Hundreds of malicious apps are showing up on the Google Play Store, disguised as legitimate applications.
Written by a NortonLifeLock employee
Hundreds of malicious apps are showing up on the Google Play Store, disguised as legitimate applications. These malicious apps are carrying malware known as Dresscode. Dresscode is designed to infiltrate networks and steal data. It can also add infected devices to a Botnet, which is capable of carrying out denial-of-service (DDoS) attacks as well as taking part in spam email campaigns.
A security suite that helps protect your devices.
Free security software just doesn’t have the resources to keep up with new threats as they emerge. That’s why you need a multi-layered defense to security. Meet Norton Security Premium — protection for up to 10 of your devices.
Dresscode can also threaten home networks. If a device infected with Dresscode comes in contact with a network where the router has a weak password, it can crack the password and then infect other devices on the network, including IoT connected home devices.
Dresscode initially appeared in the Google Play Store around April 2016, and since then it has been downloaded hundreds of thousands of times. It disguises itself as well known, popular games, phone layout themes, phone utility apps and more.
While this app is being distributed through the Google Play Store, it has been distributed at a much higher rate in non-official app stores.
How to Stay Protected:
Use Mobile Security Software
While having a good education about mobile threats can take you a long way, it can only get you so far. A good mobile Internet security suite such as Norton Mobile Security will have detections in place for this malware, and will halt it in its tracks before it reaches your device.
Only Download Apps from Official App Stores
It’s always best practice to download apps from official app stores, however, when downloading an app, be sure to exercise caution first.
Always read app reviews. If a highly rated app has few written reviews, that is a red flag. Oftentimes, if there is a problem with the app, users will comment on what the issue is.
Examine the app description carefully. Take a look at who the developer is, the quality of the graphics and logos and also grammar and spelling issues. A slight misspelling or rewording of the app’s name can help you spot counterfeit apps. If anything looks out of place, think twice before downloading.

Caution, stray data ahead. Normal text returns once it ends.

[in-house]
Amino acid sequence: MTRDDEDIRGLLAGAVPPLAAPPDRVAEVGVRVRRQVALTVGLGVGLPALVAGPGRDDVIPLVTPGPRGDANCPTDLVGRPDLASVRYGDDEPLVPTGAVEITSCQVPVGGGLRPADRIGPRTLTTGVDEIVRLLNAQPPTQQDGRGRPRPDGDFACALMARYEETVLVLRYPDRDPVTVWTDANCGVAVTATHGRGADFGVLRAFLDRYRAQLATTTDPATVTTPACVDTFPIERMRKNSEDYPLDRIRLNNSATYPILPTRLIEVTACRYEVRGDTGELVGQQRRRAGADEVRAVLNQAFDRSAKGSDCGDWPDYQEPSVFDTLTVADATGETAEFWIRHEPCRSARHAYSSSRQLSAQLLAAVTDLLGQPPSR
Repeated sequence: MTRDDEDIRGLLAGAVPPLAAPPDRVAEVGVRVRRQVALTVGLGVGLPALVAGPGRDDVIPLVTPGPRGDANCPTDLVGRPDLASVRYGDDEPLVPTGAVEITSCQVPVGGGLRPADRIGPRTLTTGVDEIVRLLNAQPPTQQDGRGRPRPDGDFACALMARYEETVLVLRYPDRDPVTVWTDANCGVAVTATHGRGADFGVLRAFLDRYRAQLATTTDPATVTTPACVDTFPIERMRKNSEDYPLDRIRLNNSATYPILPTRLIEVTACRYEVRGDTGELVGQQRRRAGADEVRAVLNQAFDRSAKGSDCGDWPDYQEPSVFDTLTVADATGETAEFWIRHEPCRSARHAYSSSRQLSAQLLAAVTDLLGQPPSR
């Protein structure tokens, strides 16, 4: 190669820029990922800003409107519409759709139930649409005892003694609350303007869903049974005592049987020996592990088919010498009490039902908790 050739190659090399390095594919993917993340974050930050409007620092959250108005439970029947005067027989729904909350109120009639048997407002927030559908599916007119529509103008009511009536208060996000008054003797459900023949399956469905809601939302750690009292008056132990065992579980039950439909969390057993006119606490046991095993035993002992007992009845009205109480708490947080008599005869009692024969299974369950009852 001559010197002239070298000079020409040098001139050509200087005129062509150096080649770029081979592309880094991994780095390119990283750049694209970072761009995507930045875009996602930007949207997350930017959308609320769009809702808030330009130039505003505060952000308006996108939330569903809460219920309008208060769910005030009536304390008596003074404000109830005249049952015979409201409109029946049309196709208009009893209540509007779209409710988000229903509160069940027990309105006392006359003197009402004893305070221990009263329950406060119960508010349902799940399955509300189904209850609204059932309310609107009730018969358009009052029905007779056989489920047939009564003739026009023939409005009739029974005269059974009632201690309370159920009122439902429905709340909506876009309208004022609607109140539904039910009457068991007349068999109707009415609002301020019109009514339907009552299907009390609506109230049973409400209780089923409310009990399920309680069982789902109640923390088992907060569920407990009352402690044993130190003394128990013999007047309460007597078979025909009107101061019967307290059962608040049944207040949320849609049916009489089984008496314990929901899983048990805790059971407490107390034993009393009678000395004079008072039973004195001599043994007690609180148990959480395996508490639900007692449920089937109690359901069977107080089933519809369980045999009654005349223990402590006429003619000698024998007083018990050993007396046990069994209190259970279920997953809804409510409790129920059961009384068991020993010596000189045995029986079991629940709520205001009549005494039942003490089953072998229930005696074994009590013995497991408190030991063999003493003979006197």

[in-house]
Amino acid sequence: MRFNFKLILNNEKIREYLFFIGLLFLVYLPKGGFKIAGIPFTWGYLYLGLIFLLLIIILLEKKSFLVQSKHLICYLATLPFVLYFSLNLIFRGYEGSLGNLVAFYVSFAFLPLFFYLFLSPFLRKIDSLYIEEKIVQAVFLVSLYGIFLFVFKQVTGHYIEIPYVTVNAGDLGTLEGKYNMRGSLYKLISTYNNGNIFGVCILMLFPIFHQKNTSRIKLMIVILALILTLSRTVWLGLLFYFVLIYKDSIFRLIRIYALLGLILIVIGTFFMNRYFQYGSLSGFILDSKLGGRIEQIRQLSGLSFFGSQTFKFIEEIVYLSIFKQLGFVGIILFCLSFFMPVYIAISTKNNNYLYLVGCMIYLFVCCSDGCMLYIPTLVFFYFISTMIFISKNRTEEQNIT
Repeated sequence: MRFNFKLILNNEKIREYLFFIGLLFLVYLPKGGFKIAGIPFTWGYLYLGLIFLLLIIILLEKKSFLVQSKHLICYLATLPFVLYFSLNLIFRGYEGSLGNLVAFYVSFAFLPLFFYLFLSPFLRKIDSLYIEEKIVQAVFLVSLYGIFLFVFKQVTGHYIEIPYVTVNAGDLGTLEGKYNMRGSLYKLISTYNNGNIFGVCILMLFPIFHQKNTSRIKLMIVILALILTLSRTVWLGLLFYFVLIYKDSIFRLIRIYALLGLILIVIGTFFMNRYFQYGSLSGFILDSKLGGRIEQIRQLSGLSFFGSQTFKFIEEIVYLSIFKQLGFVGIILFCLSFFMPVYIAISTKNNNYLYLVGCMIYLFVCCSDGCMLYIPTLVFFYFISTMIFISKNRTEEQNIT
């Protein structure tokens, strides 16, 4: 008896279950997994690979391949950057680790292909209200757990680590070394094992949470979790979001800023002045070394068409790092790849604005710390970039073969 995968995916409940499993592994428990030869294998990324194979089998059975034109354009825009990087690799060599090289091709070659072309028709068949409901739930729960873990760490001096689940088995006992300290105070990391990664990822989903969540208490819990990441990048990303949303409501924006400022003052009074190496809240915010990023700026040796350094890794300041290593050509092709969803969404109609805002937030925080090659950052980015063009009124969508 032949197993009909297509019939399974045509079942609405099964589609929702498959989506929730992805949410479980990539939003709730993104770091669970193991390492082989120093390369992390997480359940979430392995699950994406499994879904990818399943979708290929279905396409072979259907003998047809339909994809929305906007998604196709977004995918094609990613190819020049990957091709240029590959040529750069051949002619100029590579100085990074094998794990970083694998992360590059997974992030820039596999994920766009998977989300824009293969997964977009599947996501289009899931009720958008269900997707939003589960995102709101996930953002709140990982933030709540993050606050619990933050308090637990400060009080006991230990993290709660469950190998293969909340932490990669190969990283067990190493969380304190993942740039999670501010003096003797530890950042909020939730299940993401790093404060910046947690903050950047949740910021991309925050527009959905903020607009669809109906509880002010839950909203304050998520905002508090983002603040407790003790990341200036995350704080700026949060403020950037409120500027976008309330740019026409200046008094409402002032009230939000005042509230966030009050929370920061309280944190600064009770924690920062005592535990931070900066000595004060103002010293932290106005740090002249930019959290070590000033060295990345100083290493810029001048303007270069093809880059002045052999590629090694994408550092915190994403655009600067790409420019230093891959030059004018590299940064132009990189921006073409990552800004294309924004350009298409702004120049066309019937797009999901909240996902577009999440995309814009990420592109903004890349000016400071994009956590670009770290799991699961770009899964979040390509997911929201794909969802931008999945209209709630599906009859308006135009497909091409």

Our best protection. One low price
Norton Security Premium helps protect up to 10 of your Windows PCs, Macs, Android smartphones or your iPads.
Editorial note: Our articles provide educational information for you. NortonLifeLock offerings may not cover or protect against every type of crime, fraud, or threat we write about. Our goal is to increase awareness about cyber safety. Please review complete Terms during enrollment or setup. Remember that no one can prevent all identity theft or cybercrime, and that LifeLock does not monitor all transactions at all businesses.
Copyright © 2020 NortonLifeLock Inc. All rights reserved. NortonLifeLock, the NortonLifeLock Logo, the Checkmark Logo, Norton, LifeLock, and the LockMan Logo are trademarks or registered trademarks of NortonLifeLock Inc. or its affiliates in the United States and other countries. Firefox is a trademark of Mozilla Foundation. Android, Google Chrome, Google Play and the Google Play logo are trademarks of Google, LLC. Mac, iPhone, iPad, Apple and the Apple logo are trademarks of Apple Inc., registered in the U.S. and other countries. App Store is a service mark of Apple Inc. Alexa and all related logos are trademarks of Amazon.com, Inc. or its affiliates. Microsoft and the Window logo are trademarks of Microsoft Corporation in the U.S. and other countries. The Android robot is reproduced or modified from work created and shared by Google and used according to terms described in the Creative Commons 3.0 Attribution License. Other names may be trademarks of their respective owners.